SIOUX FALLS, S.D. (KELO) – A child care provider in Sioux Falls is closing.
The Good Shepherd Lutheran Church confirmed to KELOLAND News it plans to stop offering child care services from its location in southeastern Sioux Falls.
Michael Johnson, pastor at Good Shepherd, said rising costs and worker shortages have been the biggest challenges since the COVID-19 pandemic.
Johnson said it was no longer financially feasible to continue operating a child care center.
“It was a difficult decision that no one enjoyed making,” Johnson told KELOLAND News.
Johnson said the church is looking at ways to support families and staff that will be affected by the closure. The last day of service will be Nov. 10.
Good Shepherd has been providing child care for infants all the way to kindergarten age. According to its website, Good Shepherd had a full time rate of $235 per week and did not offer part-time rates.
According to the Department of Social Services, Good Shepherd Early Childhood was a state licensed day care center with a capacity of 225 spots. Johnson said Good Shepherd provided child care for around 100 kids.
Good Shepherd received $360,000 in American Rescue Plan Act child care stabilization grant money, according to the DSS.
Johnson confirmed the child care provider received the government funding and was grateful for it.
“It helped us stay open and pay employees during and after covid and was used for those purposes,” Johnson said.
In 2022, United Childcare and Preschool closed its child care services in Sioux Falls. Officials with United Childcare and Preschool cited child care services couldn’t work under the current nonprofit corporation model.
During the last legislative session, no action was taken by lawmakers on the topic of child care despite legislative leaders acknowledging it as a challenge for families in the state.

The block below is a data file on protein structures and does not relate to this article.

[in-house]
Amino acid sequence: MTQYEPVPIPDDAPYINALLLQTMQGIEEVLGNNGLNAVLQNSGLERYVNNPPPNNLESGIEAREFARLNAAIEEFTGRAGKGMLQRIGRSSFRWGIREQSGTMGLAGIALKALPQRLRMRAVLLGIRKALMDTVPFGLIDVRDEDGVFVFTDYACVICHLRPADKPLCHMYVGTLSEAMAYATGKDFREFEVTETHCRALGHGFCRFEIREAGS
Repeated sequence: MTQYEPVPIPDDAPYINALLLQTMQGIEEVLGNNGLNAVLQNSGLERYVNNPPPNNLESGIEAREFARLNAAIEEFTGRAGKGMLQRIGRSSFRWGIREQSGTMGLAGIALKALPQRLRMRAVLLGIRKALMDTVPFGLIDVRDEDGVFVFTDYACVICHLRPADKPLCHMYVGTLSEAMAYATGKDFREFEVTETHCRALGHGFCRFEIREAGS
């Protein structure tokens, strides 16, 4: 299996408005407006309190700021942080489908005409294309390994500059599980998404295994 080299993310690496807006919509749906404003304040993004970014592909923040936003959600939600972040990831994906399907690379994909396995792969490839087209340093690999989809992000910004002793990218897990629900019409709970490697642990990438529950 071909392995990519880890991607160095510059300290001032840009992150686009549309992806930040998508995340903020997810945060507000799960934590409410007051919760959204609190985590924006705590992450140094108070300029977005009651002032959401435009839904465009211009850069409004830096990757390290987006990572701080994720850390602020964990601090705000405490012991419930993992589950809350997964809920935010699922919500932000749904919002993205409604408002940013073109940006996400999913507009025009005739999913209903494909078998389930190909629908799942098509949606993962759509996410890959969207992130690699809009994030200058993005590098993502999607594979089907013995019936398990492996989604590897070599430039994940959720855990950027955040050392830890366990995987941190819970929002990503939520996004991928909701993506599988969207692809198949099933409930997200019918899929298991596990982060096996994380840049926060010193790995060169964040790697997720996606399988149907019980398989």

Republican Sen. Tim Reed told KELOLAND News he’s been holding informal meetings with economic development groups and child care advocates to gather more information and possible legislative solutions to the issue.
Data from the Sioux Falls Child Care Collaborative said a family with one child would need to make $163,429 to “afford” child care at current tuition rates in Sioux Falls. The U.S. The Department of Health and Human Services said child care tuition should cost no more than 7% of the household income to be considered “affordable.”
Sioux Falls Thrive President Michelle Erpenbach says the upcoming closure is more proof of a broken childcare system.
“Our working parents cannot afford child care. Our business, our child care businesses, cannot afford to run child care business. The model doesn’t work,” Erpenbach said.
In the collaborative’s 97-page report, Sioux Falls is home to 12,260 licensed child care slots for 12,904 children with all available parents working. Erpenbach said no state government or local government provides any child care assistance right now.
She called for an office of child and youth development to be created to start handling issues with child care and the business model. Erpenbach said she believes in two weeks, when Good Shepherd closes, there will be working parents that stay home with kids because they can’t find child care.
“We claim to be a family-friendly state and a family-friendly community but only can we be a family-friendly community if our working families can have access affordable child care,” Erpenbach said.
KELOLAND’s Kelli Volk with have a full report on the closure on KELOLAND News airing tonight.